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After the Human Rights Campaign released a new marriage equality logo on March 25, 2013, Facebook had an increase of 120% in profile picture changes. Many people chose to upload the equality photo in order to show that they are in support of equal rights and the repeal of the Defense of Marriage Act. What was the Human Rights Campaign’s motivation behind this campaign? Did the changing of one’s Twitter and Facebook’s profile actually do anything, or was it just slacktivism instead of activism?

The Human Rights Campaign was founded in 1980 and is the biggest organization advocating for equal rights for lesbian, gay, bisexual and transgender people. The HRC Organization “mobilizes grassroots actions in diverse communities, invests strategically to elect fair-minded individuals to office and educates the public about LGBT issues.” There are currently 1.5 million plus members and supporters of the Human Rights Campaign. The Human Rights Campaign original logo created in 1995 featured a yellow equal sign with a blue background. However, HRC revamped their logo in suspense for the Supreme Court decisions about United States v. Windsor and Hollingsworth v. Perry. The Supreme Court was debating whether or not to rule the 1996 Defense of Marriage Act (DOMA) unconstitutional. DOMA legally defined marriage as being a union between one and one woman. The Humans Right Campaign asked its supporters to make their profile pictures on Facebook their new and improved equality symbol, which was red representing love. HRC was attempting to get as many people as possible to join them in the fight for equality. HRC released this plan on March 25, 2013, and on March 26, 2013, there was a 120% increase in profile picture changes.

 

This widely successful campaign would not have been as big of a hit if it weren’t for celebrities such as Beyoncé, Sophia Bush and Ellen DeGeneres sharing the logo and plan to their millions of followers around the world. Many businesses such as Bud Light and Smirnoff advertised the equality logo with their own recreation – to show support while simultaneously advertising. According to Huffington Post’s map analysis, “same-sex marriage gets more support in the more liberal Northeast and West, less in the South. Additionally, Facebook found that 30-year-olds were the most likely to change their profile picture, with around 3.5 percent doing so. The data also showed that, unsurprisingly, those living in college towns were the most likely to change their profile pictures.”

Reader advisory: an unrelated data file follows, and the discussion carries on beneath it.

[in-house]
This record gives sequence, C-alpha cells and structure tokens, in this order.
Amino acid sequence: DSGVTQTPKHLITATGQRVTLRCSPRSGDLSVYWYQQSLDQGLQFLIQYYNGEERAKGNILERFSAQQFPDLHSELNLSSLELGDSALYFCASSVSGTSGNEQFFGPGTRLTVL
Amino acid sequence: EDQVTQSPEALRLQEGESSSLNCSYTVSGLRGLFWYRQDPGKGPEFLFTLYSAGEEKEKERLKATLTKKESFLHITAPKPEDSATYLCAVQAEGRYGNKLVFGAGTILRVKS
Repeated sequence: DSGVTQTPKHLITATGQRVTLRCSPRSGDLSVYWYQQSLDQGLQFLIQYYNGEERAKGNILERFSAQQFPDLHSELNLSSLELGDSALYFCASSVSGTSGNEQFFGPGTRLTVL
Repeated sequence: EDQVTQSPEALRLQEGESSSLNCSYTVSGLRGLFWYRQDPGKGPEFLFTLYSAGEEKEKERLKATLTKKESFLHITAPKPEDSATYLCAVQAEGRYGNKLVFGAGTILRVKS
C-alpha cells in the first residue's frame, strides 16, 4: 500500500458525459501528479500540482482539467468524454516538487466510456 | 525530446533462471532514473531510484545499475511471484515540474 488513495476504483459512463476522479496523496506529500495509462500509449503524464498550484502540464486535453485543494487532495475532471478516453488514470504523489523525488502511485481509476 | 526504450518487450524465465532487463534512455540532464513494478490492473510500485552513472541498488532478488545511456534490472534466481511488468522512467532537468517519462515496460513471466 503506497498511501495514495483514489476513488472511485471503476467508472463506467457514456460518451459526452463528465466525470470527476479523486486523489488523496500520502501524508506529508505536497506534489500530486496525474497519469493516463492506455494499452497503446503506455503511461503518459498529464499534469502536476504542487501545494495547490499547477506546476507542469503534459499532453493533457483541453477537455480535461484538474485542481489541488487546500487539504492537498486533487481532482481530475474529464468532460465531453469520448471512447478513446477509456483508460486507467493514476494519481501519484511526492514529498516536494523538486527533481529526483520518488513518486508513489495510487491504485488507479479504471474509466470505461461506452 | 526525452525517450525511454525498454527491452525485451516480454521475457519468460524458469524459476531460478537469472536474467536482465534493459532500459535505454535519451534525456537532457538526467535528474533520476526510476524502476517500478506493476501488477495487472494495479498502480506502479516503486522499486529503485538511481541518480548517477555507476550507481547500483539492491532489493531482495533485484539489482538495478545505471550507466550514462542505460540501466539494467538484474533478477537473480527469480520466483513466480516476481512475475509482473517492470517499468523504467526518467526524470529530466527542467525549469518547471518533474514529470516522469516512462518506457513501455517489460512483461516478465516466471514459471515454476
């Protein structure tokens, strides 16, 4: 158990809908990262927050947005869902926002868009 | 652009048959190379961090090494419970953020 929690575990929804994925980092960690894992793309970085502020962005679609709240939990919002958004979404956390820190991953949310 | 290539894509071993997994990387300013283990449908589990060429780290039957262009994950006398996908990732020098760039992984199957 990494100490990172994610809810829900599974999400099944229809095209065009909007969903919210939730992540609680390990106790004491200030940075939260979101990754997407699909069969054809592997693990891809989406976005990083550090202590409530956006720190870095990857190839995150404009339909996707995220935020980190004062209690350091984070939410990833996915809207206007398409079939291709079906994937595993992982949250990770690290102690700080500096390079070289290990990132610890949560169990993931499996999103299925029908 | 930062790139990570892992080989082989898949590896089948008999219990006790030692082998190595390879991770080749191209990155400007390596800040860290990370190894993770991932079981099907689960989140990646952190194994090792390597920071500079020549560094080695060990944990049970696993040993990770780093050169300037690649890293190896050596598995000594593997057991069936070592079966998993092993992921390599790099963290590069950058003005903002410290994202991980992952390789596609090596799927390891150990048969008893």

Did any of this actually make a difference? It is very possible. Although it is doubtful that it had an actual effect of the legislation, it could very possibly have an effect on one’s Facebook friends. When somebody sees that many of their friends support gay marriage, they are more likely to see it as a “social norm,” and feel confident to be vocal about their stance. There is nothing wrong with two people loving each other and being happy together, and if one sees their friends being open and supportive, the “snowball effect” could take place for them too. Many people are obsessed with being “cool” and “fitting in,” and HRC managed to make believing in equal rights “trendy.” Lastly, seeing a supportive network of “friends” could make all of the difference for someone who is struggling with their identity or sexuality. A supportive, stable environment is the safest way for someone to come out comfortably. With justice, on June 26, 2013 the Supreme Court ruled to strike down the Defense of Marriage Act, with five out of nine members choosing to do so.

Photo courtesy of Facebook. This represents the five Justices who helped declare DOMA unconstitutional.

Photo courtesy of Facebook. This represents the five Justices who helped declare DOMA unconstitutional.

Featured image courtesy of Purple Sherbet Photography

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